By Kim Stephens
A G20 Brisbane target to close the gender gap in workplace participation risked trivialising non-paid employment, warned the president and chief executive of the public policy institute New America Foundation.
In a communique stemming from the G20 Brisbane meeting, world leaders set the goal to reduce the gap by 25 per cent by 2025, which would bring more than 100 million women into the labour force.
The issue was discussed at the International Dialogue on Women in Leadership — a two-day conference at the State Library of Queensland opened on Sunday by former Australian Governor General Quentin Bryce as G20 leaders started to jet off from Brisbane.
In a panel discussion on Monday centering on women in politics and government, New America Foundation president and chief executive Anne-Marie Slaughter said the participation target was ambitious but risked trivialising non-paid employment.
She said the target could not be met until there was a challenging of traditional gender roles.
"No male CEOs are also the primary care giver, every single one has a woman or man at home who is the lead parent," she said.
"Why would we expect anything different from women? I can't do what I do unless my husband fills the non-traditional male role.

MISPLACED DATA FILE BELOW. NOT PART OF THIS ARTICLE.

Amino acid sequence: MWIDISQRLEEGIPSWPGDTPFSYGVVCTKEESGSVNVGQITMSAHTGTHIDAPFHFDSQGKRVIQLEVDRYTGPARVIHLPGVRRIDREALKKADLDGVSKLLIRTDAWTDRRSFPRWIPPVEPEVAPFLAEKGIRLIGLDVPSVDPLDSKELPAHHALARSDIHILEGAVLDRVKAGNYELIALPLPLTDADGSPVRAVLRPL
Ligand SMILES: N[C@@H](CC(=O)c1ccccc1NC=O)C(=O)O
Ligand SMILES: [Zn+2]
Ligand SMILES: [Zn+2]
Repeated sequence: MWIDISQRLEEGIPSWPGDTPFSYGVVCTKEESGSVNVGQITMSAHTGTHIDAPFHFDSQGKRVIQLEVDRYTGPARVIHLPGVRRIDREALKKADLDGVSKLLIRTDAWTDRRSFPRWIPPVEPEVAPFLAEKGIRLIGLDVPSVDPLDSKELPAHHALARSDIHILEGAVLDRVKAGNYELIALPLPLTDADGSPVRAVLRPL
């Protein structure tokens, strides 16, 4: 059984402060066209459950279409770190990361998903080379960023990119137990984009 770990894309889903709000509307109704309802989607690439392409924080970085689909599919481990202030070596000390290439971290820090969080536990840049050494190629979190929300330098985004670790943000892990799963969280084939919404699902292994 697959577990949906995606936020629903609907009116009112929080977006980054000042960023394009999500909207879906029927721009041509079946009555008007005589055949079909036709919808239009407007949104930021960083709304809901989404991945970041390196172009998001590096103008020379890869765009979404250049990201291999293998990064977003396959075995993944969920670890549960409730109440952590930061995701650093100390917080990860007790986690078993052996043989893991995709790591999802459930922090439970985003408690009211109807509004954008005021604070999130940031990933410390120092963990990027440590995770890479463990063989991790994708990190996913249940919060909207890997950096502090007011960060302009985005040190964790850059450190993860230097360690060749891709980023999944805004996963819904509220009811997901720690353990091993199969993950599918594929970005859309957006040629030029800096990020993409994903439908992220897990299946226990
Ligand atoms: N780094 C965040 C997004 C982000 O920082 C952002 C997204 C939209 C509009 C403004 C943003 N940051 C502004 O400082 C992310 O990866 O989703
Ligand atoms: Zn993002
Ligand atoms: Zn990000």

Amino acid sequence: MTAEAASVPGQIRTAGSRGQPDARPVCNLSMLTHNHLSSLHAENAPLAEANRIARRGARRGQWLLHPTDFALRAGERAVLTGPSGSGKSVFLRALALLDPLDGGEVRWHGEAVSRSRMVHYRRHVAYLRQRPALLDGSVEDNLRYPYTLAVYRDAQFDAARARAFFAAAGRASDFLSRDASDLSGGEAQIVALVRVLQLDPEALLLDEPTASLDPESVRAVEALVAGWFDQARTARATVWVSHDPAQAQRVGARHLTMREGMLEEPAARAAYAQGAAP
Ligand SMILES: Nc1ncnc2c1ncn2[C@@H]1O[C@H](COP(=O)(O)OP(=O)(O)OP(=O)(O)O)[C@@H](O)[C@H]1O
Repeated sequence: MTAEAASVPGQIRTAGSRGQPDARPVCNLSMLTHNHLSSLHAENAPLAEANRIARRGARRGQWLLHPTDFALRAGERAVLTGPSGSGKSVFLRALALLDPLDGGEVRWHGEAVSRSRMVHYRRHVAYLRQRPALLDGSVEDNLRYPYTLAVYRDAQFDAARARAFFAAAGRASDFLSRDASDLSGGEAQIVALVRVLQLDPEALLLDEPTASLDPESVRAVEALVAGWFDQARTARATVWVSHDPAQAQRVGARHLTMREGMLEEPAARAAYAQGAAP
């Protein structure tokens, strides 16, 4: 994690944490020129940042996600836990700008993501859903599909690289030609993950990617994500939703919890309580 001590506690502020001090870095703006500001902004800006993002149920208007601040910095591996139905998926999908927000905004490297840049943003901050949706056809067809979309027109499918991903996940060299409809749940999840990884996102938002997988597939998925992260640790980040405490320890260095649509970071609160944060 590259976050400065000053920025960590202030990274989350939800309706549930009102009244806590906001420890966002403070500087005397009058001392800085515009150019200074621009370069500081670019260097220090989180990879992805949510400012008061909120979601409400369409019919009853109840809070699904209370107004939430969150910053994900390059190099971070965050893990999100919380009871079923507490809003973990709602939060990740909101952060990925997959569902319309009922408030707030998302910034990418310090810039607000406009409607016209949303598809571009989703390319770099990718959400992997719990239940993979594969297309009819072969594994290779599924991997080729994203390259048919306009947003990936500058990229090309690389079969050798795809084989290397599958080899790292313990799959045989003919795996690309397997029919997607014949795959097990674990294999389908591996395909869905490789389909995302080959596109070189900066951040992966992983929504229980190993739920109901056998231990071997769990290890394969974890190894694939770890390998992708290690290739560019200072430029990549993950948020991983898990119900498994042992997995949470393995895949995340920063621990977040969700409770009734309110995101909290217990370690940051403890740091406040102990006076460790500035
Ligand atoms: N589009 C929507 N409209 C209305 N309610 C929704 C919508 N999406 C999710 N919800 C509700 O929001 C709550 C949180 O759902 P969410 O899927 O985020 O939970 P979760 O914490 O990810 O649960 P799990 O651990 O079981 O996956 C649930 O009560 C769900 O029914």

"Unless we learn to value that role and say that work is just as important as that which brings in money we're not going to get the kind of change we want."
However, Indonesia's Hana Satriyo, the Asia Foundation's director for gender and women's participation, said the challenges for women wanting to enter the workforce in her country were very different to those in developed countries.
"We learn what happens in more developed countries, but for us, this is a first for everything," she said.
"I'm the first working mum in my family, there is no example from previous generation.
"Women, we need support from grassroots level.
"We don't have washing machines in our houses and our answer is to employ other women to do our work."
Australian Finance Department Secretary Jane Halton said long-time maternity leave policies meant the public service was well ahead of many other industries in female population but still there remained a long way to go.
"Closing the gender gap is an enormous challenge," she said.
"The Australian public service has a long way to go, there is just below 40 per cent of women in senior executive roles."
Professor Slaughter reiterated, however, that increased workforce participation by women should not come at the expense of non-paid work.
"I dont think we have been having this conversation," she said.
"I was raised to think what we are supposed to be doing is to be in the workforce and the activity that brings in income is much more important than nurture, health and education and all the things we need to do to invest in the race," she said.
"I don't think most of the people in that room believe the work our mothers did is as important as the work our fathers did.
"We have always been socialised that the traditional world of men is more important than the traditional world of women."
The forum continues on Monday.
This article was originally published in Fairfax Media